Good-day, tired and slightly ragey cubicle dwellers (and those of you still eating Pillsbury Cookies at home in your PJs.) It’s Monday. I was hoping to write this a few hours ago, but I wasn’t expecting this weekend to be so slut-tastic.
Slutwalk Toronto took the streets yet again Friday evening for a 2012 encore of their previous protest. The march originally became a worldwide phenomenon in 2011 after a police officer at York University said “women should avoid dressing like sluts in order not to be victimized.” Some brave women came together and organized a counter-march against slut shaming and police victim-blaming. It was fast, it was angry, it was awesome. The next thing you know, people were having Slutwalks all over the world.
Slutwalk 2011 had its share of critics. Criticism from social conservatives was to be expected, of course. But feminists were concerned, too: people wrote about their issues with the way marginalized people, particularly racialized women didn’t see their experiences represented at the event.
I was not involved with the planning of either Slutwalk, and wasn’t in town for the first. So I’m only speaking on what I hear and see. But what I saw was a Take 2 of Slutwalk that took last year’s discussions into account. Instead of getting defensive, co-organizer Colleen Westendorf actually gave props to certain critics, saying in an interview with Xtra! that one particular letter—in response to the racial privilege of the opportunity to take back the word slut—“made some very good points and it sparked a huge dialogue.”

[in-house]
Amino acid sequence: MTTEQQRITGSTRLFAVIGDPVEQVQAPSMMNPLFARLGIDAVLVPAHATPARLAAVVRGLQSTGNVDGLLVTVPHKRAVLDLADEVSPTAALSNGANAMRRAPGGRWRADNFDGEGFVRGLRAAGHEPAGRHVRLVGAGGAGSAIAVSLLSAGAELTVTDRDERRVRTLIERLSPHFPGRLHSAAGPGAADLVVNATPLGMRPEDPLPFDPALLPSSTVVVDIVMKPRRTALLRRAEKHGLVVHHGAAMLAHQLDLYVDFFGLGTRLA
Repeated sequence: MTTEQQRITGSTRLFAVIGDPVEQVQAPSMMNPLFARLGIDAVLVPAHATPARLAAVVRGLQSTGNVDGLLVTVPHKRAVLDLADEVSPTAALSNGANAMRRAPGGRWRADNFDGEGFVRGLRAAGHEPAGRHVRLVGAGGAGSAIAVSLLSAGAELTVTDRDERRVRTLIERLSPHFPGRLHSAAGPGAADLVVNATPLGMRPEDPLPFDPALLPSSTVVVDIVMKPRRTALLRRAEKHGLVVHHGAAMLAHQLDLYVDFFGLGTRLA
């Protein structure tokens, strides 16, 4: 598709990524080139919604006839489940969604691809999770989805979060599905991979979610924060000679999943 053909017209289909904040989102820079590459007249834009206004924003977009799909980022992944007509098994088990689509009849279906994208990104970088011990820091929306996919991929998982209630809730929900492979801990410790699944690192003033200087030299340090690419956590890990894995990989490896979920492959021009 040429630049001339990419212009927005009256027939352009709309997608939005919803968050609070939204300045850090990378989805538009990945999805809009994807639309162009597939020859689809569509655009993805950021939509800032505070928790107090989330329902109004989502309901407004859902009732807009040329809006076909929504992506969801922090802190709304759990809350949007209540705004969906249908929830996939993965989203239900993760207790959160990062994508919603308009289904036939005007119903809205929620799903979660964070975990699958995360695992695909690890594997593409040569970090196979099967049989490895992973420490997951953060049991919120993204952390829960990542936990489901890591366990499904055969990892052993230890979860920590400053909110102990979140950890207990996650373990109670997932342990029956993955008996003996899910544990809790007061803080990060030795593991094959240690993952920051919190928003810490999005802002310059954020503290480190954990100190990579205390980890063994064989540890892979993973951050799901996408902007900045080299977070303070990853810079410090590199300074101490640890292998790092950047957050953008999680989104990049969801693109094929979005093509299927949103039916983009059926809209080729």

On Friday, as we stood in Queen’s Park under the still-blazing sun, Westendorf was not afraid to say that “we are still angry at the police.”
Trans activist and sex-worker advocate Morgan Page gave a gripping critique of feminist and queer circles. Page bravely described her own experiences dealing with assault and with (what she called) cisgender “radical feminists” who’ve brushed aside those experiences and described her very identity as an act of rape.
And Planned Parenthood Toronto’s Michele Chai spoke about the need to offer up new options for how to perform masculinity—giving guys and masculine folks a space to talk about their feelings, process their own experiences with assault, and become feminist warriors instead of perpetrators.
I left Queen’s Park feeling excited about the next generation of feminists in this city. Slutwalk 2012 made me realize that a movement’s capacity for self-criticism is a barometer of its strength. Good on you, Slutwalk organizers, for having the confidence to keep pushing back against victim-blaming, as well as the integrity to build a movement that learns from its mistakes.
In other news, Catholic school boards say they will fight back if the Ontario government legislates that gay kids in schools are entitled to name their own gay-straight alliances. Woe, the injustice! You keep speaking truth to power, Ontario Catholic School Trustees’ Association.
Less depressing:a stray dog ran across China in a race!
More depressing: U.S. congressmen are still arguing over whether pizza is a vegetable.
Katie Toth is a journalist, writer and and social media addict, usually typing about about reproductive politics and LGBT issues. You can find her at Religion Dispatches, Xtra! Canada, or her own friendly lil’ blog, No Pomo. She’ll be blogging weekly with news roundups from the forefront of LGBT/lady-business to soothe your Monday soul….well, if you find political antagonism soothing.